|Wooden's Wisdom - Volume 10||Issue 423|
|Craig Impelman Speaking | Championship Coaches | Champion's Leadership Library Login|
"CHAMPIONS DO EXTRA" (GRAHAM HENRY PART 4)
John Wooden Video Clip (33 sec.): Don't miss this. 33 seconds of pure magic! Coach Wooden is asked "What are your thoughts on motivating children?".
The "All Blacks" (started in 1902) are New Zealand's national rugby team; they have won the Rugby World Cup three times and hold a lifetime winning percentage of 77% - the highest of any professional sports team in the world. A key mantra of the All Blacks is: Champions Do Extra.
In August of 1976 I walked through Pauley Pavilion on the UCLA campus at 7 AM and was only slightly surprised to see our preseason all American Marques Johnson by himself shooting free-throws. I recalled my experiences as a student at UCLA during the John Wooden era when I would get taken to school at night by Larry Farmer (89-1, with 3 National Championships) on the outdoor courts behind the Reiber Hall Dormitory or getting my clock cleaned over and over until 9PM at night in the same Pauley Pavilion by Henry Bibby (87-3, with 3 National Championships) or my former roommate Andre McCarter, the point guard of John Wooden's last national championship team, waking me at 5AM as he went off to dribble the dirt cross country course at UCLA to get some extra conditioning and improve his dribbling skills. I knew John Wooden's UCLA champions did extra.
I walked back through the gym at noon and there was Marques working on his jump shot. At 3PM he was playing in full court pick-up games, playing only on the perimeter (he was already an excellent inside player). At 7PM I walked through the gym and was surprised to see Marques still there working on his craft.
At 9PM I left my apartment and headed over to Sawtelle Park to get some shots up. The park had an outdoor court partially lit by a security light from the top of the office. As I walked across the lawn, I saw a figure gracefully rise and dunk the ball with an ease and elevation I immediately recognized. Startled I said "Cap (that's what we called Marques) is that you? What are you doing here?" Marques replied; "Just working on my game Coach." Marques became the first recipient of The John R. Wooden Award for college player of the year.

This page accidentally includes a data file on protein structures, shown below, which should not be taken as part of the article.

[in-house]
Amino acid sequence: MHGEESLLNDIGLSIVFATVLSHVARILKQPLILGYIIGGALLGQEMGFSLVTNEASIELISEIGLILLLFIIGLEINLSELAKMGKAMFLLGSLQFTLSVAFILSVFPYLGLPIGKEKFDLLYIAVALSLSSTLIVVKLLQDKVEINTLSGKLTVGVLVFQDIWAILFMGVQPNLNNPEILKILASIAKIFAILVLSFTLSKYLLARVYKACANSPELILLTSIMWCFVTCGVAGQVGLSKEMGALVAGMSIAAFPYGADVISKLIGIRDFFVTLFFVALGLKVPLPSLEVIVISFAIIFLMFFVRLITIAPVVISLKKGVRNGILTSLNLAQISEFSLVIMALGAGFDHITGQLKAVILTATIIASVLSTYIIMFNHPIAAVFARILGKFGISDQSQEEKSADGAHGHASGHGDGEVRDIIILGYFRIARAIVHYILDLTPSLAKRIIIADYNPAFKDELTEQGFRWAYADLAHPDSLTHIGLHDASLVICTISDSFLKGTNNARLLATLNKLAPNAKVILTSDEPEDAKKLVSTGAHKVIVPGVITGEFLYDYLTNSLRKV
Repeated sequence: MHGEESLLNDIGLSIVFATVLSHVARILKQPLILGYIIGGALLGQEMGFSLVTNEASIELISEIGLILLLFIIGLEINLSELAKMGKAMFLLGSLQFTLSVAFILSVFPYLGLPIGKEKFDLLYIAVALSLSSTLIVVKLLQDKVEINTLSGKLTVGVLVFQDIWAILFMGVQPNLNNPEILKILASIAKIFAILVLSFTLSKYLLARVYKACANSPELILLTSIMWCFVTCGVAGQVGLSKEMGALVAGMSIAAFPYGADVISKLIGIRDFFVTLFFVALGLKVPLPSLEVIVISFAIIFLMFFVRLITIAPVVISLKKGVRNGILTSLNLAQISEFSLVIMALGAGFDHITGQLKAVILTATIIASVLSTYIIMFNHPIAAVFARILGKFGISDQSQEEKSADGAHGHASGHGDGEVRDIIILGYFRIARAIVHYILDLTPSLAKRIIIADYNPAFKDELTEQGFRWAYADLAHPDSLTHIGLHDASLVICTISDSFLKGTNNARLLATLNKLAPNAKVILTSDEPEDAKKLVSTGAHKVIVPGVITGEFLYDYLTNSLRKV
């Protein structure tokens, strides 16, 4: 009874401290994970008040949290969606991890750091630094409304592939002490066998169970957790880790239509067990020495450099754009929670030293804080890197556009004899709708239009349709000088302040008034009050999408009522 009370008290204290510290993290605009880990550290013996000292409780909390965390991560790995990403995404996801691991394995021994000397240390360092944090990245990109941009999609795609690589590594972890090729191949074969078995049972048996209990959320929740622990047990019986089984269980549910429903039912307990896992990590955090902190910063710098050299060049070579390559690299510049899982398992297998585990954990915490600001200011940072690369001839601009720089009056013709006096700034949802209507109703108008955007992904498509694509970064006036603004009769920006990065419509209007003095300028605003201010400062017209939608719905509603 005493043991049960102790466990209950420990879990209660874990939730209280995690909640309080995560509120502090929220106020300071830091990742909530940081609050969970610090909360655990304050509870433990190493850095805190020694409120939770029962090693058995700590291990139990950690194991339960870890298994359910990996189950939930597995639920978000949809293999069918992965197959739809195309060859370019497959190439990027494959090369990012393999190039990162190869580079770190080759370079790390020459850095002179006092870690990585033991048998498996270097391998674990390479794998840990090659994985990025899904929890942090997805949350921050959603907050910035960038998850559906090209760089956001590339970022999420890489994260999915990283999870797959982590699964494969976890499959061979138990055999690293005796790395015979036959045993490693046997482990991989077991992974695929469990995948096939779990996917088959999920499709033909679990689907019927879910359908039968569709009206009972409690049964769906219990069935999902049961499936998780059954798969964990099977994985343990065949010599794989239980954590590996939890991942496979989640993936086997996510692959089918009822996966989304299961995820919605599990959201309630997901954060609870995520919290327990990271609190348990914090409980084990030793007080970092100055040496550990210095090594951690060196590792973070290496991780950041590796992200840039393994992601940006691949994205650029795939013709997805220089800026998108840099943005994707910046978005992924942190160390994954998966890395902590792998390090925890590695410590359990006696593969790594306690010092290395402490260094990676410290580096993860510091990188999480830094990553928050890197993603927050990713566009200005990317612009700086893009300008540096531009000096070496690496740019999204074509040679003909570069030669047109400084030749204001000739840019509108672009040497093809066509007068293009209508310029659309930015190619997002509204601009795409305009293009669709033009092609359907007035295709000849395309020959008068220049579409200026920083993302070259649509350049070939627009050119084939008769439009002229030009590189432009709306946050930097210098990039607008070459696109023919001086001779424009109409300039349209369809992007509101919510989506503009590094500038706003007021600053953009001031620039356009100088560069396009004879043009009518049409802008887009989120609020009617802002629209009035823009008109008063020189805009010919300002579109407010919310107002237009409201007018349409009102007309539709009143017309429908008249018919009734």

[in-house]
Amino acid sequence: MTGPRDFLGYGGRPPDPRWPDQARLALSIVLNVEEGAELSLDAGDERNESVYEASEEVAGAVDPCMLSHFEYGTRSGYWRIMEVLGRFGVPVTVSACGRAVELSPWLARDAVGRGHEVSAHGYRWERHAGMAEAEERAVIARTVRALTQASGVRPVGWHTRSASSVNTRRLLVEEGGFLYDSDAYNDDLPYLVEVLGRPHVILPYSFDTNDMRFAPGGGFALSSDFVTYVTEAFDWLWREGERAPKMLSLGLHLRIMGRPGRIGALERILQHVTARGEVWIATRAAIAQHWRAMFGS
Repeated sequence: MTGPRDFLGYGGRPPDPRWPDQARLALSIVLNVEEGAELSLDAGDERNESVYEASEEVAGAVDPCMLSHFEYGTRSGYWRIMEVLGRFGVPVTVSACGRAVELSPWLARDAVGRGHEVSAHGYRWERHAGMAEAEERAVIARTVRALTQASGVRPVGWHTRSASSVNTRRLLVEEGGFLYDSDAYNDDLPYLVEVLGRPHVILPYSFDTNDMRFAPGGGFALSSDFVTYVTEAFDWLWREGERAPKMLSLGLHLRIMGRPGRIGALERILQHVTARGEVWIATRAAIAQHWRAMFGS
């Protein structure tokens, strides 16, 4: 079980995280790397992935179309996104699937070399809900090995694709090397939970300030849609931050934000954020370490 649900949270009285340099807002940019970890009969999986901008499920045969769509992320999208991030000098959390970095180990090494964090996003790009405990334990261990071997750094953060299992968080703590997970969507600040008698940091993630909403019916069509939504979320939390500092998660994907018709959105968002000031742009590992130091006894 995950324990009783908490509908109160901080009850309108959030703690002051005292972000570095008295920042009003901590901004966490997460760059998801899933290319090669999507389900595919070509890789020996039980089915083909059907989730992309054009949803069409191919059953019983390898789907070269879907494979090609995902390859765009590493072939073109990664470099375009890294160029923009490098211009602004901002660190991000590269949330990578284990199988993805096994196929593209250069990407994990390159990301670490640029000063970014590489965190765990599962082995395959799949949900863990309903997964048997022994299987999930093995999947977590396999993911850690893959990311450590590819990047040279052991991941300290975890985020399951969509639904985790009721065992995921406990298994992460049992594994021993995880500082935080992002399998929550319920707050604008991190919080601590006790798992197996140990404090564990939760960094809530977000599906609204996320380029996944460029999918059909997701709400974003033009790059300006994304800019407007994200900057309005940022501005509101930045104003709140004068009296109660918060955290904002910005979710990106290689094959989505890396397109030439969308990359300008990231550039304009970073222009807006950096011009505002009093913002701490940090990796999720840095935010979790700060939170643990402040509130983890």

If you take piano lessons and practice properly to prepare for your next lesson you will become a very good piano player. If you play five or six hours a day until your parents or neighbors tell you to stop, you might become a concert pianist. If you do your job well and go to company provided training, you will be a good manager. If you go home and voraciously read everything you can about leadership, you may become a leader.
To be a champion requires self-initiated extra time at your craft. Champions Do Extra.
Yours in Coaching,
Home and the Office
Home is the place where the laughter should ring,
Edgar Allen Guest (1881-1959)
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